Review Summary: Exodus's defining album with Steve Souza and one of their best works to date.
Formed in the bay-area of San Francisco in 1980, Exodus has been around since the very beginning of thrash metal, and is one the most highly regarded thrash bands to never really reach critical and commercial acclaim, because Exodus never captured the same amount notoriety and success as The Big Four did. The band is overlooked by many to due inconsistency, line-up changes, and an overall lack of support from the metal community during the mid 90's. However the band is credited with creating some classic thrash metal material such as 1985's "Bonded by Blood", and Exodus did find some moderate success during the late 80's and early 90's. Released in 1989 at the peak of thrash metal, this release saw the band in it's prime and is arguably better then any material released by the band since.
This album has nearly everything we look for in a thrash metal release, with skilled musicianship, an overall aggressive sound, and confrontational lyrics throughout. Exodus made it a point to let the listeners know that this is a band full of energy and they take no prisoners. Each track (including the cover "Low Rider") adheres to the overall sound and feel of the album and the tracks transition well together forming a well thought out and cohesive effort by the band. Each track sounds different from the last, and I would dare to say that there are no weak songs here. The production is also top notch, allowing nearly each instrument to be heard and the sound is perfect for this form of music. Of course the band sticks to the thrash metal formula, with loud riff driven material and hammering drums dominating this album, and the band doesn't really branch out from this sound much, so the music isn't particularly varied. If you don't like thrash then this album will not do much for you. It's far from progressive, and does not bring anything new to the table. However, good friendly violent thrash is what one can expect from this album, and the band delivers in spades.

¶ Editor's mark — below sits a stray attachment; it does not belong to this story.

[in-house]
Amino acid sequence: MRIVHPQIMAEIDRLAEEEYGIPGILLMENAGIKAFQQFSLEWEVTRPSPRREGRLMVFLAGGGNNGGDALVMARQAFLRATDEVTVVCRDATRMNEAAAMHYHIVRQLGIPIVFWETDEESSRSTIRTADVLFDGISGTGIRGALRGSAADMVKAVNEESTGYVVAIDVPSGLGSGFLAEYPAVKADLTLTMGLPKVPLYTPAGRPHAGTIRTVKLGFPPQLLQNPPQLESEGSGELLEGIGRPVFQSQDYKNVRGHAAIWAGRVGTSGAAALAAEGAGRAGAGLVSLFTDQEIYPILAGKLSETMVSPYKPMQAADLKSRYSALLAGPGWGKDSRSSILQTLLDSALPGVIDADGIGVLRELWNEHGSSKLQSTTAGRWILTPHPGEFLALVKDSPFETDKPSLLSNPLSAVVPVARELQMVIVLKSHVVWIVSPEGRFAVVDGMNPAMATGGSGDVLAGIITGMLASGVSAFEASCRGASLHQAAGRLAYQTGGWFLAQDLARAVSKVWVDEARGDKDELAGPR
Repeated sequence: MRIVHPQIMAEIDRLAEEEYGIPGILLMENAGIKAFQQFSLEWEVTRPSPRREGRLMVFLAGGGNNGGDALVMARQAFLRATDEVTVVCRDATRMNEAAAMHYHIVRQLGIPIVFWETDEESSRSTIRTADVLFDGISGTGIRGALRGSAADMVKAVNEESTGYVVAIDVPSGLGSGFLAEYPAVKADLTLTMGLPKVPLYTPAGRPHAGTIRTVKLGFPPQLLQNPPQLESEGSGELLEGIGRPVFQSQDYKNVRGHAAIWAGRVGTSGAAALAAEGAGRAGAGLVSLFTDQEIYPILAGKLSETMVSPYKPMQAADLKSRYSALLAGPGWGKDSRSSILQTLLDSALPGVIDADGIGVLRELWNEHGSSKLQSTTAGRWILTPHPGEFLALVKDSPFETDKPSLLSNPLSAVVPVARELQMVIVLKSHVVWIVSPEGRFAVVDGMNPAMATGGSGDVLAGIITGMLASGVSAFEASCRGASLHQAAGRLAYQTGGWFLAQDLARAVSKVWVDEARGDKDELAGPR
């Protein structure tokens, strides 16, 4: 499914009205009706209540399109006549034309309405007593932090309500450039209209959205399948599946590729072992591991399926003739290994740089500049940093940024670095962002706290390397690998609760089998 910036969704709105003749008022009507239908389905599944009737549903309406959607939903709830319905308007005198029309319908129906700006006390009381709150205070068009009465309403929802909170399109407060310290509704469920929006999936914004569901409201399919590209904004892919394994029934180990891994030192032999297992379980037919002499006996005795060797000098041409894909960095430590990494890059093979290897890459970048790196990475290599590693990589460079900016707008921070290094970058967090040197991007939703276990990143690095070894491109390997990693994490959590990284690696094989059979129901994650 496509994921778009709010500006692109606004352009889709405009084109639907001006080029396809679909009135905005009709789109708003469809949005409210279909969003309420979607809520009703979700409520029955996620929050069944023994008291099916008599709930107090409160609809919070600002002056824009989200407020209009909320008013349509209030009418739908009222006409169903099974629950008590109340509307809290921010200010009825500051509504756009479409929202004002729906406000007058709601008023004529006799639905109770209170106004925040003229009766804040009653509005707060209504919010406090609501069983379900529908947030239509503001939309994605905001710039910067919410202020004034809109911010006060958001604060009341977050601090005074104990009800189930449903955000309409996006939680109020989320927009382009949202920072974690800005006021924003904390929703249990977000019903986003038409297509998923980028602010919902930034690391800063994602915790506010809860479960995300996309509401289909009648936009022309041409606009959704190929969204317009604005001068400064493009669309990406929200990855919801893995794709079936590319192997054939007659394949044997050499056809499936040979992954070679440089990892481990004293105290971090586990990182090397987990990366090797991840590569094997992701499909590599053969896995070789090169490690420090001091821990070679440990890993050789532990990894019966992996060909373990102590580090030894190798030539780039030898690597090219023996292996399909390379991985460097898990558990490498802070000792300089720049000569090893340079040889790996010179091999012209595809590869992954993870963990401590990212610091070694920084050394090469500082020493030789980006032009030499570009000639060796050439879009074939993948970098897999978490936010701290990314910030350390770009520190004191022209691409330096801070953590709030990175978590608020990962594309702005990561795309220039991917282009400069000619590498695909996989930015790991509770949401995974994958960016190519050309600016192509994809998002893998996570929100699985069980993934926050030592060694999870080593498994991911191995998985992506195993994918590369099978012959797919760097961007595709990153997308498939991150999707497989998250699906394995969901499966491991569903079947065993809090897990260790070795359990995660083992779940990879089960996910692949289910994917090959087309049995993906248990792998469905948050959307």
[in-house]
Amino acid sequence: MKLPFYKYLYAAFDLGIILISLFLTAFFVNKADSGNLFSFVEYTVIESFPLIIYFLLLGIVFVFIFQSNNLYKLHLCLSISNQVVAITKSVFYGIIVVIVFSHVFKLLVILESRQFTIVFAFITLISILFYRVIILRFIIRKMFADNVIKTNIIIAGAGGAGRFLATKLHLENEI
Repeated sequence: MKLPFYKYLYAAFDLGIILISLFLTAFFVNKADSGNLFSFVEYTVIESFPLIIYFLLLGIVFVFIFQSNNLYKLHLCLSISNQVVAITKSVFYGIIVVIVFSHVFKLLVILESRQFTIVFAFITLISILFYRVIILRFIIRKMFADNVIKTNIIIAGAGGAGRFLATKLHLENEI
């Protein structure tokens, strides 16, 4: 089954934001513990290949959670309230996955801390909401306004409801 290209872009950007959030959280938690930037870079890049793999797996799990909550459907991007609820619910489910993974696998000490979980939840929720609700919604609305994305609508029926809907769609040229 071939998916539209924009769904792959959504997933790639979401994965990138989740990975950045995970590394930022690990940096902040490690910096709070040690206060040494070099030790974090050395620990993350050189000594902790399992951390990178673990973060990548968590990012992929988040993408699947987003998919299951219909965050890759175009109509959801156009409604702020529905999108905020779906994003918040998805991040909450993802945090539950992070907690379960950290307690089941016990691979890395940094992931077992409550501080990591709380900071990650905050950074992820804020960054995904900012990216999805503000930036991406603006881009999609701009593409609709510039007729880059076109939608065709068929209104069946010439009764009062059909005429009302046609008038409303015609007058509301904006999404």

Exodus also had a couple of the most skilled guitarists in thrash, with Gary Holt and Rick Hunolt crafting some very clever riffs and fierce solos. The two guitarists crank out some truly memorable material together and make a lasting impression on many metal-heads with an ear for technical guitar work. Of course one can't forget about drum legend Tom Hunting. Tom delivers as always with finesse and skill, and remains the one man who can give fellow thrash drummer Dave Lombardo a run for his money. The vocals are also notable for the fact that this is one the few albums with vocalist Steve Souza that I can bare. The man certainly has the attitude that Exodus is famous for, and delivers with bravado, however the vocals aren't for everyone, and remain unique yet hit or miss for many metal fans. Though the bass remains more or less forgettable and unmentionable, the rest of the band stands tall, giving some of their best performances of their careers.
This is Exodus at the top of their game, and this album remains one of their defining efforts. It contains many fan favorites and is sure to please fans of thrash metal. However this album offers little in innovation, and the vocals are uniquely hit or miss, those who do not like thrash should look elsewhere. Regardless of you affinity of thrash, this album is truly excellent and will always be regarded as a classic of the genre.
- Fabulous Disaster
- The Toxic Waltz
- Like Father, Like Son
- Verbal Razors
Steve "Zetro" Souza - vocals
Gary Holt - guitars, backing vocals
Rick Hunolt - guitars, backing vocals
Rob McKillop - bass, backing vocals
Tom Hunting - drums, percussion
Produced by: Marc Senesac, Gary Holt, Rick Hunolt
Mixed by: Marc Senesac, Gary Holt, Rick Hunolt, Chad Munsey
Engineered by: Marc Senesac, David Plank
Mastered by: Bernie Grundman
Released: November 30, 1988 (Europe) January 13, 1989 (US)
Label: Relativity Records, Music For Nations, CBS Sony (Japan)